Lasers, a Drone and 31 Mics: How We Created a 3-D Experience of Hearing a Choir

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In March 2020, one of the earliest coronavirus superspreader events in the United States occurred when a church choir in Washington State met for a rehearsal. Of the 61 singers who attended, 53 developed symptoms of Covid-19. Soon after, congregations around the country held what would be their last in-house services of the year.

Tariro Mzezewa, a New York Times reporter, talked to churches recently to learn how they had adapted. “My favorite part of going to church as a kid was the music and the sense of community,” she said. “I wanted to know how the pandemic changed that.”

Some churches had a soloist sing from home during live-streamed services. Others created small pods of a few singers that performed from an empty sanctuary. Some had choir members spread out in the pews or the balcony.

Churches are built for their acoustics, so when Tariro told our Narrative Projects team about these socially distant choirs, we wondered: What does that sound like? Three months later, we’ve created a special feature to give you a feel for that sensory experience.

As a visual editor at the Times, I work on innovative journalism, joining with colleagues to leverage new technologies like augmented reality, photogrammetry, 3-D modeling and visualization and volumetric video (moving 3-D images of real people, like a hologram). One of the best parts of my job is the thrill I get from trying new things.

For the past year, we have been experimenting with a technology called environmental photogrammetry, with which we can build photorealistic 3-D models of a room or a neighborhood.

We wanted to transport our readers into a church to hear the new sound of these choirs. With the help of Bethel Gospel Assembly in Harlem, we built a 3-D model of its sanctuary and embedded 3-D audio in it, something we’ve never done before for the Times website.

Times journalists and technologists spent two days at the church in April. They used lasers and sensors to measure the size of the room and the distance between all the objects in it. They also took more than 7,000 photographs, many of them using a drone inside the sanctuary (with the church’s blessing) to capture images of the upper reaches of the balcony and ceiling. That data was combined using photogrammetry software to produce the 3-D model in this interactive article.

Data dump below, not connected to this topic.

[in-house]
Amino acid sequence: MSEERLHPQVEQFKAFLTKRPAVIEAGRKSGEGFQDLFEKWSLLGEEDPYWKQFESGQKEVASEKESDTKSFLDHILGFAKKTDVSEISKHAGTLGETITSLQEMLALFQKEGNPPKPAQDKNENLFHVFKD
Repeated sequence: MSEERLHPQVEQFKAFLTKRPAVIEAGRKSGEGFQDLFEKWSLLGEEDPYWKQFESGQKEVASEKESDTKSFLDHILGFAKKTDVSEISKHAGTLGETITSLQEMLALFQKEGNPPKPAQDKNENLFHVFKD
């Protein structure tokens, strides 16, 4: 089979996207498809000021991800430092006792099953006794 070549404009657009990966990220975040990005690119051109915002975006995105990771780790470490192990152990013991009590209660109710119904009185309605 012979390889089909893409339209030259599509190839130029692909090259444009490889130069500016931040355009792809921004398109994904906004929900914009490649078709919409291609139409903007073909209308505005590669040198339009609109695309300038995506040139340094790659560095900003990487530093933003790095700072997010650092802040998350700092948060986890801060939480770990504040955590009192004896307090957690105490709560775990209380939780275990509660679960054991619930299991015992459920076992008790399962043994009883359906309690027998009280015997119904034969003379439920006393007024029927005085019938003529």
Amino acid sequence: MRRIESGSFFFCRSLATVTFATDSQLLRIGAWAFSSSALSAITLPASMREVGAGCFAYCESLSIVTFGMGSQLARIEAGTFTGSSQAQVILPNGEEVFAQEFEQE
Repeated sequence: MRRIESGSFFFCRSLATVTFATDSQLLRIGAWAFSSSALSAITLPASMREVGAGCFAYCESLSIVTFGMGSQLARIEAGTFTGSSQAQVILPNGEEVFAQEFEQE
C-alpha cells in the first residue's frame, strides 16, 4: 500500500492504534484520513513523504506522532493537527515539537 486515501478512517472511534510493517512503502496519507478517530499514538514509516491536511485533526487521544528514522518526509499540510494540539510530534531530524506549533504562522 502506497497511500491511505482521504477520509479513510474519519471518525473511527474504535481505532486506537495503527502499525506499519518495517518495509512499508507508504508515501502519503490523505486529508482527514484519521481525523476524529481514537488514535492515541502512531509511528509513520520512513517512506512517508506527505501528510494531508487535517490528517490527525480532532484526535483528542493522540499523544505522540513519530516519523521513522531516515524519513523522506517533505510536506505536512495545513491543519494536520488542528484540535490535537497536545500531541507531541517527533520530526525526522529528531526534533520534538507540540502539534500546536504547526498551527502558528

With 31 microphones, two mixing boards and a sea of cables, our team recorded a live rehearsal with a small group of singers, a band and Bethel’s leader, Bishop Carlton T. Brown. Using binaural audio, which replicates the acoustics of the human ear, we created a 3-D audio experience meant to mimic what it sounds like in that room.

“You really get a sense of the energy and how important the live part of making music is,” said Jon Cohrs, a technical producer on The Times’s research and development team and an audio engineer. In the two days he spent at Bethel, Jon witnessed the camaraderie and connection among choir members. “It’s really special, and you can see how impactful it is for everybody involved.”

The music you hear in the opening of the interactive feature is captured from two microphones in the back of the church, as if you were sitting in the pews hearing the voices reverberate through the cavernous space. You can move through the space in the 3-D experience, and the sound changes as you get closer to the stage and fly over the instruments.

Working on this project over the past few months, I’ve spent many minutes a day listening to the ethereal music we recorded, often with my eyes closed, my mind floating somewhere between my home office in Brooklyn and that sanctuary in Harlem.

Our reporting affirmed why so many churches went to great lengths to bring music to their communities during times of hardship. Again and again, pastors, congregants and choir members told us that church without music was never an option. Music is healing, they said, and it brings people together in a shared spiritual and cultural experience, even when we have to be physically apart.

As part of her research, Tariro attended an Easter Sunday service at Canaan Baptist Church of Christ in Harlem, which is now allowing a small number of parishioners to attend in person. “There was a real sense of people sighing in relief, like, ‘We made it,’” she said. “A year ago they didn’t know if they’d make it.”

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